Is your money safe in a bank? This is the next installment of the readers’ question series on the blog. Here is the next installment in our the Reader’s Questions Series which highlight questions emailed to me by you, the readers of Money Q&A. Be sure to find out at the end of this article how you can receive a free copy of Dave Ramsey’s book, The Total Money Makeover if your money question is chosen to be featured on an upcoming week’s blog post.
If you’re not familiar with Dave Ramsey’s book, you should run right out and get it. It is one of my top ten best personal finance books that everyone should read. A reader recently wrote in with the following question about the health and safety of her bank and whether or not he should pull money out.
Is my money safe in a bank or should I be worried?
Is Your Money Safe In the Bank?
Is your money safe in the bank? Like the scene straight out of “It’s A Wonderful Life”, people are nervous about the money that they have in the bank when the economy continues to struggle and the markets are stumbling.
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The money you deposit in the bank will be safe assuming that your bank is insured by the Federal Deposit Insurance Corporation (FDIC). Up to $250,000 per account is insured by the FDIC should your bank go under.
What Is The FDIC?
The Federal Deposit Insurance Corporation (FDIC) was founded during the Great Depression to keep people from making a run on bank deposits. The FDIC was created in 1933 in response to the thousands of bank failures that occurred during the Great Depression. The insurance protects depositors against the loss of their funds if a bank fails.
FDIC insurance preserves and promotes the public’s confidence in the country’s financial system by insuring deposits in banks and other institutions. The insurance is backed by the full faith and credit of the United States government. Since the FDIC was established, there has never been a lost any FDIC insured funds.
Double Check Your Bank Is A Member Of FDIC
You should ask your bank, check their website, or even look for the sticker on the door ensuring that it is a member of the FDIC before you open your account with that bank. This will help you determine is my money safe in a bank.
FDIC is where you should start looking. It’s the first thing you should look for. Just like your car insurance, FDIC insurance is funded by premiums paid by the nation’s banks based on the amount of deposits that must be insured.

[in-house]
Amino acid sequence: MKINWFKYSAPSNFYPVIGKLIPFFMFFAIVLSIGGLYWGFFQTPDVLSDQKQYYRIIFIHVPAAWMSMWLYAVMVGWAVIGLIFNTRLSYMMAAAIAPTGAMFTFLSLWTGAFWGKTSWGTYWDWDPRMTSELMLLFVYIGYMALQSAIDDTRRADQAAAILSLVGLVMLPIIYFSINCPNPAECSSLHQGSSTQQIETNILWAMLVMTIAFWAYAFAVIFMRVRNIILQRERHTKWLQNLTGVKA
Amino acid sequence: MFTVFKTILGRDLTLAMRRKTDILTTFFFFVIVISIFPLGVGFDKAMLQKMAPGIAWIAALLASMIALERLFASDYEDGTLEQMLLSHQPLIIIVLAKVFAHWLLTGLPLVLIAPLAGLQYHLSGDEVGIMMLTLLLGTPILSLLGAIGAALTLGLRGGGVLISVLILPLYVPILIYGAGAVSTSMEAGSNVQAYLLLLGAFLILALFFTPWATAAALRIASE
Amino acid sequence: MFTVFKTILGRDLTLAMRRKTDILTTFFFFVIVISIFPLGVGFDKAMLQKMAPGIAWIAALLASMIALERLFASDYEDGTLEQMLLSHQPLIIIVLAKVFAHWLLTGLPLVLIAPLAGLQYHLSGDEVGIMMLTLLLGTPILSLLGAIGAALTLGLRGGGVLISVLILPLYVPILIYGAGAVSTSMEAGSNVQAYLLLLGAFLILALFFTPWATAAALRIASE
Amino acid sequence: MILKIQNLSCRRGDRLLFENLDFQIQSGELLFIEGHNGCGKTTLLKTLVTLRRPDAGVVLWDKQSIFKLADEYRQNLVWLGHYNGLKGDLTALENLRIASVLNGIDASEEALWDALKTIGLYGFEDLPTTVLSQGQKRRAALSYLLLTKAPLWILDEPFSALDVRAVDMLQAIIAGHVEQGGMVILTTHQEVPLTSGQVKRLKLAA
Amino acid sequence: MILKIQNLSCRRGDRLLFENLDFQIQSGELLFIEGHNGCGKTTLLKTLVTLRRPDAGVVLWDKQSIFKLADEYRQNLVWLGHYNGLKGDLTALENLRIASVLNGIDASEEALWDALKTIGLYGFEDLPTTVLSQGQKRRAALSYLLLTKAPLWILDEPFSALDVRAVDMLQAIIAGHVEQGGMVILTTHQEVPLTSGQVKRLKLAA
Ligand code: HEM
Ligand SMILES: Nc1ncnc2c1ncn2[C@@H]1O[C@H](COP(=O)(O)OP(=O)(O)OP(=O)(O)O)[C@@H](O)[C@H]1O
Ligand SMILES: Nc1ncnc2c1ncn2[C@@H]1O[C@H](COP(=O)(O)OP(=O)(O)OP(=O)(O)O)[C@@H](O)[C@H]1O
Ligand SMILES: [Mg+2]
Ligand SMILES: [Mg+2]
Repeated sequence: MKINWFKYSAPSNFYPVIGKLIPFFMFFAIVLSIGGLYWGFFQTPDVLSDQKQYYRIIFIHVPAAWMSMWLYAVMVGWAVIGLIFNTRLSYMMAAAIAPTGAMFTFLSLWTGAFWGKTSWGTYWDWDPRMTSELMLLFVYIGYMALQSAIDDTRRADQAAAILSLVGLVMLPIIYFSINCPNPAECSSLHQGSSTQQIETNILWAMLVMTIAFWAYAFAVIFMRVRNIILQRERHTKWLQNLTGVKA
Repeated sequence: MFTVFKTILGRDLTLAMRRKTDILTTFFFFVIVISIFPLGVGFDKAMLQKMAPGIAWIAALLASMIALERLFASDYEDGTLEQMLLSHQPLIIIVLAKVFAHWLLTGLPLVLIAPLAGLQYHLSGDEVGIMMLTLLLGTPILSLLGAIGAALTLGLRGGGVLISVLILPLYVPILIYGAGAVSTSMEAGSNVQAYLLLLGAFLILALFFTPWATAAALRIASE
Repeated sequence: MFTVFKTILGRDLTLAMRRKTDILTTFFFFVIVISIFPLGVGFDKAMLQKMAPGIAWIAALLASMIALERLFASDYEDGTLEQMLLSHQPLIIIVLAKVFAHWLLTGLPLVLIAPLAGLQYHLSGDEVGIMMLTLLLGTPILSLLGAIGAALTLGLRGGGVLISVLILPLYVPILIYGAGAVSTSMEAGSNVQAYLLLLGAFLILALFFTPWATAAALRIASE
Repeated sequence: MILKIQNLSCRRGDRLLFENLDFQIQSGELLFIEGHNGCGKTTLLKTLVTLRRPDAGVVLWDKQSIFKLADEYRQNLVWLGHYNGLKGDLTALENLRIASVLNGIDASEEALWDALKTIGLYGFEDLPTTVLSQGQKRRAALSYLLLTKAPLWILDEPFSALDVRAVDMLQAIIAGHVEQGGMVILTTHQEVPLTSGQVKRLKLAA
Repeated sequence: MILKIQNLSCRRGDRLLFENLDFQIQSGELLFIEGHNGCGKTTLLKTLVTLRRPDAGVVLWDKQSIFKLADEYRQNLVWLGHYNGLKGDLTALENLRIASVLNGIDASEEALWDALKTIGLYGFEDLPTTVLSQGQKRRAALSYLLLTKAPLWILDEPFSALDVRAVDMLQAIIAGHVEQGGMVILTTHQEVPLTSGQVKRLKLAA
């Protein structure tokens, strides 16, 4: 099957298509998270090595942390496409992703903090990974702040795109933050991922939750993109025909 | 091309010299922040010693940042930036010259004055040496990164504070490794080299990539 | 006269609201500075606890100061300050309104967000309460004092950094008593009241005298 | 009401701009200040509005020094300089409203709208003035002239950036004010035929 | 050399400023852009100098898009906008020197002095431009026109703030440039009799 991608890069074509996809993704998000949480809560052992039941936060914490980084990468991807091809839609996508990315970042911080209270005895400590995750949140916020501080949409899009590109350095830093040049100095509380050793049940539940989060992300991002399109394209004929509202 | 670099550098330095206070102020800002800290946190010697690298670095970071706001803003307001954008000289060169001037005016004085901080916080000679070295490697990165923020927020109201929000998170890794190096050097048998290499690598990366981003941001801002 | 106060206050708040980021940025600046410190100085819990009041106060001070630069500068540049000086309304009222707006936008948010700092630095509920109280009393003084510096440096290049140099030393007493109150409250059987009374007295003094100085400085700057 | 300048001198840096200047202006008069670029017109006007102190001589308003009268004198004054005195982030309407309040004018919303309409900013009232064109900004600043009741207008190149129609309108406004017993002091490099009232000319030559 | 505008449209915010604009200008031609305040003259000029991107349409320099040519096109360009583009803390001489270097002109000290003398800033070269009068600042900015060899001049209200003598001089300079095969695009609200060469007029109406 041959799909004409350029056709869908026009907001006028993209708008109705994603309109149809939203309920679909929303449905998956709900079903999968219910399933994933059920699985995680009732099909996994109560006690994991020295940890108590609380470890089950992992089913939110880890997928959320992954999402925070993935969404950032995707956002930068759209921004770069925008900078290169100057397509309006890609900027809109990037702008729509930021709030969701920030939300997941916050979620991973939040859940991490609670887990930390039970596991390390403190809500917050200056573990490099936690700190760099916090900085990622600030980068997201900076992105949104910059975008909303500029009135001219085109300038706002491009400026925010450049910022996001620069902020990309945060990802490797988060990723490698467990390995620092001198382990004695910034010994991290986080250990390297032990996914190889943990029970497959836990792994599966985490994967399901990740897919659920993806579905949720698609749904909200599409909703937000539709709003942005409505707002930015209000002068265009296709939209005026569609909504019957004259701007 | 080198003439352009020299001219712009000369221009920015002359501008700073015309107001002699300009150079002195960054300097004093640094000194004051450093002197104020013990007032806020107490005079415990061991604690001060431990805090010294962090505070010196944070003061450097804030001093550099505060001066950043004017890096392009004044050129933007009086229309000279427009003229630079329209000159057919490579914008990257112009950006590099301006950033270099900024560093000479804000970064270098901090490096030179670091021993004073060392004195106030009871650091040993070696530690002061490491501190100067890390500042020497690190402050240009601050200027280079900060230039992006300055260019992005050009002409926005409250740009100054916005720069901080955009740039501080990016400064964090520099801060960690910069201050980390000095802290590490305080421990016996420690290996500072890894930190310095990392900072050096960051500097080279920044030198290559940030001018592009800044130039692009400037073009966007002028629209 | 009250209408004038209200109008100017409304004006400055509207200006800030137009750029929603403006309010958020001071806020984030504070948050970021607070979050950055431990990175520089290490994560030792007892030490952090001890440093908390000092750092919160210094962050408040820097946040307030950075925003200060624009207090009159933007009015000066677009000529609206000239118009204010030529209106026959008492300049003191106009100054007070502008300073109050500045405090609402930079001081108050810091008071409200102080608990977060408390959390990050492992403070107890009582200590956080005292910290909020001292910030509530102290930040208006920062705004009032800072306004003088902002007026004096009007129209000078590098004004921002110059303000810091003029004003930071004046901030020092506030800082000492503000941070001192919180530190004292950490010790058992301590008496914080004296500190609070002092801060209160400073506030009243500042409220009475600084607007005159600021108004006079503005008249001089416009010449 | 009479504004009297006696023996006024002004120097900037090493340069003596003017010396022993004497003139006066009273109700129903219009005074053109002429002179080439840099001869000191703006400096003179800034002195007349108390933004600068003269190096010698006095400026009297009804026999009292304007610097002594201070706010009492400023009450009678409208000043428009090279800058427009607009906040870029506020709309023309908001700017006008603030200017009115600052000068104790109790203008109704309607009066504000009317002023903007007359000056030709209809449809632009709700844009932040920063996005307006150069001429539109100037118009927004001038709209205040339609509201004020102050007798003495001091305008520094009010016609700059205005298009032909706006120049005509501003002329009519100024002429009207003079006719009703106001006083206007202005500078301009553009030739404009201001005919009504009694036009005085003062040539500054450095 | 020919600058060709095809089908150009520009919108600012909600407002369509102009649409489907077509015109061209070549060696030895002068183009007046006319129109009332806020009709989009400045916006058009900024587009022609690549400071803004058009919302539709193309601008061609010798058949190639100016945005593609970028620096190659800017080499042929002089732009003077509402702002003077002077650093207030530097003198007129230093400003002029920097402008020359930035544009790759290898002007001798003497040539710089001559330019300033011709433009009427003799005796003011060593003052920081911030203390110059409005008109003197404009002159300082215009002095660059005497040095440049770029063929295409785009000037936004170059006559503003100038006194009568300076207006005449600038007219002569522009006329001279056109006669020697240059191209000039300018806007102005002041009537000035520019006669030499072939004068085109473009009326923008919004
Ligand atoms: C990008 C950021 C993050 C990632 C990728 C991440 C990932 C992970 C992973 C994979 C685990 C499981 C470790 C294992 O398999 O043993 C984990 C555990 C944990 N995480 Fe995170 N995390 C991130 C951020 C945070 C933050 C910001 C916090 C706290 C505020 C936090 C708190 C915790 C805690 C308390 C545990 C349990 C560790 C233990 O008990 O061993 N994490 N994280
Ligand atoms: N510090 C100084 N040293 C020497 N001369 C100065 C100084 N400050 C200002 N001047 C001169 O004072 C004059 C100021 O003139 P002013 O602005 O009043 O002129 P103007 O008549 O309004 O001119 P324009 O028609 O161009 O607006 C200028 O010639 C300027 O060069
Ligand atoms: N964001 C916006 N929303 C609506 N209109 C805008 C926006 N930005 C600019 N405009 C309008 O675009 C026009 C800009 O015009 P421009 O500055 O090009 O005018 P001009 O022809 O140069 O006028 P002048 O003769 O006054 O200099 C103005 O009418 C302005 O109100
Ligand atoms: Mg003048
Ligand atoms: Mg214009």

Currently, the FDIC insures more than $7 trillion worth of deposits in the United States. Virtually every bank and thrift in the country is insured by the FDIC.
What About Credit Unions?
Your credit union is protected exactly like your bank deposits but only by a different institution. The National Credit Union Share Insurance Fund (NCUSIF) is a monetary fund created by Congress in 1970 to insure credit union deposits for the credit unions that joined the fund.
Deposits of those credit unions are federally insured up to a limit of $250,000 per individual depositor. Credit unions must maintain 1% of all their deposits in the NCUSIF.
As you can see, as long as you stay under the FDIC and NCUSIF’s specified limits of $250,000 per account, your money is backed by the full faith and credit of the United States government. There is no reason to worry about your money not being in the bank at the end of the day no matter how crazy the economy gets.
What do you think? Is your money safe in the bank? I’d love to hear your thoughts in the comment section below.
Past Readers’ Questions:
- Is It Better To Save For Closing Costs Or Pay Down Loan?
- Is A $1,000 Emergency Fund Enough To Start?
- How To Prioritize Which Bills To Pay First
- Should You Put Your Emergency Fund In Mutual Funds?
- How Do You Start Saving If You Live Paycheck To Paycheck?
- How To Find A Payment Plan Without Cutting Necessities
- Is My Money Save In A Bank?
- What To Invest In After The Company Match
Do you have a money question that you would like to ask? Email me your money, investing, retirement, savings, or other question to Questions[at]MoneyQandA.com.